Post freely and revive threads whenever you see a topic you’d like to jump in on.

Appropriate Types of Discussion

Think of our general spaces as communing with coworkers or acquaintances at school. Ultimately, we are here to work alongside and with other folks in the personal web to help others build their personal websites, tools, services, and anything that might help grow this side of the web. Whenever you are responding to a topic or starting one, you should THINK:

  • Is it true?
  • Is it helpful?
  • Is it inspiring?
  • Is it necessary?
  • Is it kind?


Conversation here in the Cafe should be positive and encouraging. We welcome folks who are looking for encouragement, need feedback, or otherwise would like a positive space to discuss ways to move forward, even in times when we’re not feeling our best. We do not subscribe to toxic positivity, which is too far in that direction; instead, we want to promote balance and progressively positive thinking.

There’s no reason to express dislike and bring down others who are excitedly talking about a subject. If someone talks about something that you’re not interested in or actively dislike, feel free to keep it moving, start a discussion about a topic you’re into, or wait until someone is talking about a topic you like.

Cliques and inside jokes

We encourage everyone to get to know others with similar interests, create their own personal friend groups, and collaborate with others on projects, coming back to the Cafe to get things done both collectively and independently. However, we ask that inside jokes are kept to a minimum in order to keep these spaces inclusive as possible and easy for anyone to jump into a conversation. The 32-Bit Cafe does not encourage clique-ish behavior: projects and events within these spaces should be open to everyone, regardless of experience level.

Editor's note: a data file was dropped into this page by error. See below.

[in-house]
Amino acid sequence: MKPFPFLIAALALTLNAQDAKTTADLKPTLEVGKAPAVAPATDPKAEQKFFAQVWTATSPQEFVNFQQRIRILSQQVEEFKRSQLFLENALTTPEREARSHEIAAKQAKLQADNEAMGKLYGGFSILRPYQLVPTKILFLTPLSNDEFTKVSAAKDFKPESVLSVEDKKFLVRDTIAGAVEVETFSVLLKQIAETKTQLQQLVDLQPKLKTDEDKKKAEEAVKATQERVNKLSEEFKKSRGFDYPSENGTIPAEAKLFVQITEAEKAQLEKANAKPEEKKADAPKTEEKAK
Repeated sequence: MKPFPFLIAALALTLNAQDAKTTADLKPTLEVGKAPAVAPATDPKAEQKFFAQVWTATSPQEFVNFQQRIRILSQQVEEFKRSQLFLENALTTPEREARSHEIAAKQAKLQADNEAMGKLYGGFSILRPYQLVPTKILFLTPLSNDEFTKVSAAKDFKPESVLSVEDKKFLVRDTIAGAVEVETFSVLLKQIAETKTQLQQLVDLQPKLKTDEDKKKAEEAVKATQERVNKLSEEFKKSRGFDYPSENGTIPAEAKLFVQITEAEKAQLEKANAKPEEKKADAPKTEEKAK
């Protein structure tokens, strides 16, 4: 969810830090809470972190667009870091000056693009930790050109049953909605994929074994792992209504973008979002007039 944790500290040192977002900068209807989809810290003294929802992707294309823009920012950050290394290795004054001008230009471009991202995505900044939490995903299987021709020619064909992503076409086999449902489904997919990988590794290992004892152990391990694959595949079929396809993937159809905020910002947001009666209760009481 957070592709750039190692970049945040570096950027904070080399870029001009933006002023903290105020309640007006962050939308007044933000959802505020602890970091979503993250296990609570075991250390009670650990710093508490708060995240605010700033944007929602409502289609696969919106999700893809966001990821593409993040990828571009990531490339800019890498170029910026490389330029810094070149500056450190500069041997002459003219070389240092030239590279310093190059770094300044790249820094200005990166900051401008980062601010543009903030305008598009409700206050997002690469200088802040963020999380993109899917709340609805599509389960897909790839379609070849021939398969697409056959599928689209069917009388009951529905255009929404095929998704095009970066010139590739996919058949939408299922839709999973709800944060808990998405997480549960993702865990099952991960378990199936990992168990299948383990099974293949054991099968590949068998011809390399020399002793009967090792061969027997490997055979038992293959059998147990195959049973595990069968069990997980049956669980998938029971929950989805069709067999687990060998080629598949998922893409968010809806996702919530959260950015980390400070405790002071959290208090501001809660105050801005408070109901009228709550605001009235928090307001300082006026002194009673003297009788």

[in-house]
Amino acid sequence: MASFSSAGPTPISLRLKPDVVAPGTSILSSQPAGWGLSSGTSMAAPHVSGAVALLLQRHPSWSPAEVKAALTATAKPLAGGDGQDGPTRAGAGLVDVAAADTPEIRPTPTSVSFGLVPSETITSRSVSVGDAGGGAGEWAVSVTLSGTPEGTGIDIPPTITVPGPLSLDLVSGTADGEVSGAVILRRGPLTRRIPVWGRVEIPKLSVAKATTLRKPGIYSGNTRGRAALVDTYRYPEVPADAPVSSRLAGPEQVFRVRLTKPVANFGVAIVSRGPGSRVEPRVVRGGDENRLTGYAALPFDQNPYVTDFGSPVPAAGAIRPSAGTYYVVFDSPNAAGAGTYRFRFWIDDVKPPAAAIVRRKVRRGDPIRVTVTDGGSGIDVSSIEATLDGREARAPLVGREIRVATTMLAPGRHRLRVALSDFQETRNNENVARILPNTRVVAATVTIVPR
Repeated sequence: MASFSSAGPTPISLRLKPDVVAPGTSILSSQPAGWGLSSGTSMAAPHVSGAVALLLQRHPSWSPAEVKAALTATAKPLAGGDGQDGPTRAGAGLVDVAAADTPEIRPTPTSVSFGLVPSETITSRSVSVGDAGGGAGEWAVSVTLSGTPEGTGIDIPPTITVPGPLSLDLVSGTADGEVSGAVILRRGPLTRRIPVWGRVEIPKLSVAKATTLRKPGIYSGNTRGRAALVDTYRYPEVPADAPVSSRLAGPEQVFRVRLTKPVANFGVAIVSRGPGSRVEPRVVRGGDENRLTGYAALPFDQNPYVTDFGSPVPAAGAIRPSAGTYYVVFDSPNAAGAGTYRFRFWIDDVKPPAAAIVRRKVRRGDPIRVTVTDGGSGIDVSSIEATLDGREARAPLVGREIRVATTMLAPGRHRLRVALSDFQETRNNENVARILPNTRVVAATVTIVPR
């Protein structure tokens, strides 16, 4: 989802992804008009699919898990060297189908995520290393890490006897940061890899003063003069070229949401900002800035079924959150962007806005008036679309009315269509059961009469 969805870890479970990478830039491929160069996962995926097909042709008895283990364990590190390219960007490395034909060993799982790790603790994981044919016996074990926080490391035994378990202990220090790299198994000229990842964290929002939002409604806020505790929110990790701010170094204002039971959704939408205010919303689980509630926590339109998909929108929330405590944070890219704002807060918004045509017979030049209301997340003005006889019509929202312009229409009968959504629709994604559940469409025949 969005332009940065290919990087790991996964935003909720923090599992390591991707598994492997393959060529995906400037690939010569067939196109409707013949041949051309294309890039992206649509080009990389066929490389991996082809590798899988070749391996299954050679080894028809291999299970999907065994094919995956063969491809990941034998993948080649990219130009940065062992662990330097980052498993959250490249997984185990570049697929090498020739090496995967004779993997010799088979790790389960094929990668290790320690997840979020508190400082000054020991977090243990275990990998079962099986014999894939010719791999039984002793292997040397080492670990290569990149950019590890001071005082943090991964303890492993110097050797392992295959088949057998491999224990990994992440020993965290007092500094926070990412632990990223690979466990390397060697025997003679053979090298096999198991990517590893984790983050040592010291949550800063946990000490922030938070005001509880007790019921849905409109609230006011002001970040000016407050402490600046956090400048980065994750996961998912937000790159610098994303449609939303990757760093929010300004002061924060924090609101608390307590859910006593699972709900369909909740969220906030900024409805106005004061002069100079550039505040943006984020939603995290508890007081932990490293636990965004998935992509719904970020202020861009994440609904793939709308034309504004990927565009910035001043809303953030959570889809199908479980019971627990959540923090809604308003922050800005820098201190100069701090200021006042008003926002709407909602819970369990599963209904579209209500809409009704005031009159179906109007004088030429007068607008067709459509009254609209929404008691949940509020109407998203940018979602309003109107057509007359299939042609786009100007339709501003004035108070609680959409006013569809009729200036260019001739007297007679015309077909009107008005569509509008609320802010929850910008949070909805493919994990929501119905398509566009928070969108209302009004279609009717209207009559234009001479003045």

Voiding or monologuing

“Voiding” or “monologuing” in this case tends to be when someone is dominating a conversation with walls of text, responding to themselves repeatedly, or talking about topics without expecting input from anyone, essentially using a chatroom or thread as a blog. Since this is a community meant to discuss things with each other, we ask that if you find yourself responding to yourself a lot without input from others, it might be worth to take a look at the type of topics you’re discussing to determine the level of appropriateness for this space.

Hyper-specific niche topics might not be appropriate for this forum, since we’re focused on building websites. Instead of starting a new topic, consider creating a blog post or webpage on your website that discusses these rather than using the community as a conduit to discuss your niche that others might not relate to or understand. Once you’re done, share with us—we’d love to see what you’ve added to your website.

An exception to this can be if a thread is started to talk about a project a member is working on, and the project owner is repeatedly replying to the same topic in order to update others on the status of or additions to the project. This is not quite the same as monologuing, as folks here would be interested in seeing the continuous updates. However, we’d encourage folks to update the initial post rather than posting a reply, but thread bumping is allowed.

Mental health topics and discussion

Because our spaces are public and may be archived in the future, deeply personal information about yourself should be avoided to respect your own privacy. This is especially true with web forums, which can be entirely archived, and we are no exception. While our community likes to keep privacy in mind, this is not the only reason to approach these subjects with a different level of care.